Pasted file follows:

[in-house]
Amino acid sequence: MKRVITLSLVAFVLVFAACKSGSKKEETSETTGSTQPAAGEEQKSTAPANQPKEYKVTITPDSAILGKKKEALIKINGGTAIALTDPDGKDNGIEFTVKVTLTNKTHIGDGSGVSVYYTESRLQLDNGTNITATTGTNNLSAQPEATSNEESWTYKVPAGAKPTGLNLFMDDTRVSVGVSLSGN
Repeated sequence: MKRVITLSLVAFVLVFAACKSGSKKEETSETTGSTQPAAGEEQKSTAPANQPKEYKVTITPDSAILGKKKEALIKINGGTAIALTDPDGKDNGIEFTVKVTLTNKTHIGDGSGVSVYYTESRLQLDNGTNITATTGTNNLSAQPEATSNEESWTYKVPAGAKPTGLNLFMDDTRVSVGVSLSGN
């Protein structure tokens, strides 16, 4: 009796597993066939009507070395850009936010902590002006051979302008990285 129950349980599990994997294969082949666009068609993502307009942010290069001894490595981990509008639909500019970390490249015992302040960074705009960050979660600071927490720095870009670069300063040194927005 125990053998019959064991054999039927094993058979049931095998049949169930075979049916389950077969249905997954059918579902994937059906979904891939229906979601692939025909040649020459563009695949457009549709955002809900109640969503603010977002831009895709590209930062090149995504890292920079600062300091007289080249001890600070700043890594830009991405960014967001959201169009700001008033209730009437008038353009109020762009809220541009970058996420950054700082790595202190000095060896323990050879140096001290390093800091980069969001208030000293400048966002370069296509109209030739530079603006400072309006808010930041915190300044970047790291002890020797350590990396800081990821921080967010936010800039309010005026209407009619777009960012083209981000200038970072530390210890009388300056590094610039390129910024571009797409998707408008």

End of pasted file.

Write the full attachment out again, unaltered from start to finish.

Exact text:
[in-house]
Amino acid sequence: MKRVITLSLVAFVLVFAACKSGSKKEETSETTGSTQPAAGEEQKSTAPANQPKEYKVTITPDSAILGKKKEALIKINGGTAIALTDPDGKDNGIEFTVKVTLTNKTHIGDGSGVSVYYTESRLQLDNGTNITATTGTNNLSAQPEATSNEESWTYKVPAGAKPTGLNLFMDDTRVSVGVSLSGN
Repeated sequence: MKRVITLSLVAFVLVFAACKSGSKKEETSETTGSTQPAAGEEQKSTAPANQPKEYKVTITPDSAILGKKKEALIKINGGTAIALTDPDGKDNGIEFTVKVTLTNKTHIGDGSGVSVYYTESRLQLDNGTNITATTGTNNLSAQPEATSNEESWTYKVPAGAKPTGLNLFMDDTRVSVGVSLSGN
């Protein structure tokens, strides 16, 4: 009796597993066939009507070395850009936010902590002006051979302008990285 129950349980599990994997294969082949666009068609993502307009942010290069001894490595981990509008639909500019970390490249015992302040960074705009960050979660600071927490720095870009670069300063040194927005 125990053998019959064991054999039927094993058979049931095998049949169930075979049916389950077969249905997954059918579902994937059906979904891939229906979601692939025909040649020459563009695949457009549709955002809900109640969503603010977002831009895709590209930062090149995504890292920079600062300091007289080249001890600070700043890594830009991405960014967001959201169009700001008033209730009437008038353009109020762009809220541009970058996420950054700082790595202190000095060896323990050879140096001290390093800091980069969001208030000293400048966002370069296509109209030739530079603006400072309006808010930041915190300044970047790291002890020797350590990396800081990821921080967010936010800039309010005026209407009619777009960012083209981000200038970072530390210890009388300056590094610039390129910024571009797409998707408008």